Jun 26 2013
Excitement is in the air. The sounds of Sewataro are back. “Our tribe is red hot. . .”; “a little birdy in the tree said something very true to me. . .”; “Dan, Dan, I caught a fish”; “Who’s got the Green Gizmo?”; “Wheeeeeee!” screamed while coursing down the zipline or, in a slightly different pitch, while running through the Camper Carwash; “Green alligators and long-necked geese”; arrows and paintball smacking their targets; basketballs whishing through nets; soccer balls thumping into goals; “I pledge allegiance to the flag. . .”; “And the Spirit award for the Fox section goes to. . .”
Sewataro is a blend of old and new, tradition and innovation, ritual and improvisation, the timeless and the ephemeral. Those of you who have been here before know how essential to summer are things like the Green Gizmo, catching a fish, hitting a target, scoring a goal, seeing old friends and making new ones, ringing the bell on top of the climbing tower, watching small plantings grow into tomatoes, onions, and peppers and, yes, winning the Spirit or Clean Tent award. Those of you who are new will learn, if you haven’t already, how important these Sewataro things are.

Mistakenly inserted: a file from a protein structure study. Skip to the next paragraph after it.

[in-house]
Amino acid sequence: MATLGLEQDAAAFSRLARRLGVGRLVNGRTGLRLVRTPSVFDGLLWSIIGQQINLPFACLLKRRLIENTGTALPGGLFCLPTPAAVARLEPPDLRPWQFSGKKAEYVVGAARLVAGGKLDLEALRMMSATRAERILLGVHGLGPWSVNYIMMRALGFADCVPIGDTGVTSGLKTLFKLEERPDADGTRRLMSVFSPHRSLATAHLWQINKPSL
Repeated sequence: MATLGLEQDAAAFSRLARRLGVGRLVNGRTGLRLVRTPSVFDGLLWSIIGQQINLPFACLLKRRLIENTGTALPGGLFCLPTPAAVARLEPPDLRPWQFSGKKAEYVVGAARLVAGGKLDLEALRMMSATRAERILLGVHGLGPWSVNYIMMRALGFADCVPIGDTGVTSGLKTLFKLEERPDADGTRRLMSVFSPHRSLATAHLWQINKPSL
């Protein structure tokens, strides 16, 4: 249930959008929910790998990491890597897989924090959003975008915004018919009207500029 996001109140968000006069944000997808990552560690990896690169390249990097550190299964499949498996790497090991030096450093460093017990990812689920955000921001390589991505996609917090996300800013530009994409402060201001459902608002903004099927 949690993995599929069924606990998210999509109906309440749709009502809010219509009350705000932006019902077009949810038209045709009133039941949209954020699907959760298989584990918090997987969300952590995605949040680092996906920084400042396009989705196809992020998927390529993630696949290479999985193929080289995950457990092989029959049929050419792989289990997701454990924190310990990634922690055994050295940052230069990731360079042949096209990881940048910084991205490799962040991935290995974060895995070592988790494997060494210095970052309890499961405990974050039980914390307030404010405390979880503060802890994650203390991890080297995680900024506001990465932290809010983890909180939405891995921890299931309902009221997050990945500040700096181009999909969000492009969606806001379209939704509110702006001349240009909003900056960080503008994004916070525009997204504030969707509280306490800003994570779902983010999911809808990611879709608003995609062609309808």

We are off to a great beginning for our 2013 season. Four days of terrific weather with no raindrops falling until the end of our last period on Thursday. Tomorrow’s special event will celebrate the naming of our three sections this year as Fox, Bear, and Eagle. Seen around the camp this week were happy campers. Today the Huron boys caught fish so fast that Dan and his super fishing crew could hardly get them back in the water before another strike. Fourteen to sixteen inch bass were landed by at least four of the Hurons. At tennis, the Seminoles showed great potential on Wednesday under the guidance of our tennis counselors Malcolm and Jenna, progressing quickly on their forehands through ball bounces, rallying with each other, and a game of Champs and Chumps. It doesn’t hurt that their tribe counselor, Katie, is a reigning camp doubles champion. Over at the new garden that has been lovingly designed and carefully planted by Brittany, nearly every tribe is psyched by the mysteries of growth and sustenance. The Chinook have taken a special interest in tending the watermelon, while the Shoshoni have eagerly built a trellis for the raspberries. Down at Street Hockey Alex led the Blackfeet tribe in a spirited game of red vs. blue, capped by the ritual hockey handshake between the two teams, a lesson for all of us in sportsmanship.